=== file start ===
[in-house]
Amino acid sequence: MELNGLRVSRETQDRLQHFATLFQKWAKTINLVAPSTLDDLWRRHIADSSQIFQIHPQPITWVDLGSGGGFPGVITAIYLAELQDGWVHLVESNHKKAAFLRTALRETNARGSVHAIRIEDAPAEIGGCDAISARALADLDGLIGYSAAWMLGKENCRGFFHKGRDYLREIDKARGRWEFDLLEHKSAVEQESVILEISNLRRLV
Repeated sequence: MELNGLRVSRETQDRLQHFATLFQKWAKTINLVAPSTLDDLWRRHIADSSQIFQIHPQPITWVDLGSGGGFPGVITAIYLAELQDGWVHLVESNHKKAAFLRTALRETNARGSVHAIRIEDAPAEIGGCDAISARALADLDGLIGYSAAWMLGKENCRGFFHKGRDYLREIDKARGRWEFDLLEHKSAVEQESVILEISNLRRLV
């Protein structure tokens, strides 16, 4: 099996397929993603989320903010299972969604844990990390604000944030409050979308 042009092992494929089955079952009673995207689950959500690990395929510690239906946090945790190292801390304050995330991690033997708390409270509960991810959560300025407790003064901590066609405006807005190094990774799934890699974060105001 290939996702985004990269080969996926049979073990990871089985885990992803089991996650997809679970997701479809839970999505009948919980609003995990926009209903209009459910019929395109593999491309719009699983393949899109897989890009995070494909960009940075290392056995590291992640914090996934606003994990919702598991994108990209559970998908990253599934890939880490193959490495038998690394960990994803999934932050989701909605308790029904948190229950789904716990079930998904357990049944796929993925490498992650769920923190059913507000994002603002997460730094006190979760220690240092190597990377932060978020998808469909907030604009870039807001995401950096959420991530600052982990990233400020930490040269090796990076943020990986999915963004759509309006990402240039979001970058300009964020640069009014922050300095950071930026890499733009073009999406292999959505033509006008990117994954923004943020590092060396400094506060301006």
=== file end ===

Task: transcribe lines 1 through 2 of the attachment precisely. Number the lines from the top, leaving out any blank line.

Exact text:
[in-house]
Amino acid sequence: MELNGLRVSRETQDRLQHFATLFQKWAKTINLVAPSTLDDLWRRHIADSSQIFQIHPQPITWVDLGSGGGFPGVITAIYLAELQDGWVHLVESNHKKAAFLRTALRETNARGSVHAIRIEDAPAEIGGCDAISARALADLDGLIGYSAAWMLGKENCRGFFHKGRDYLREIDKARGRWEFDLLEHKSAVEQESVILEISNLRRLV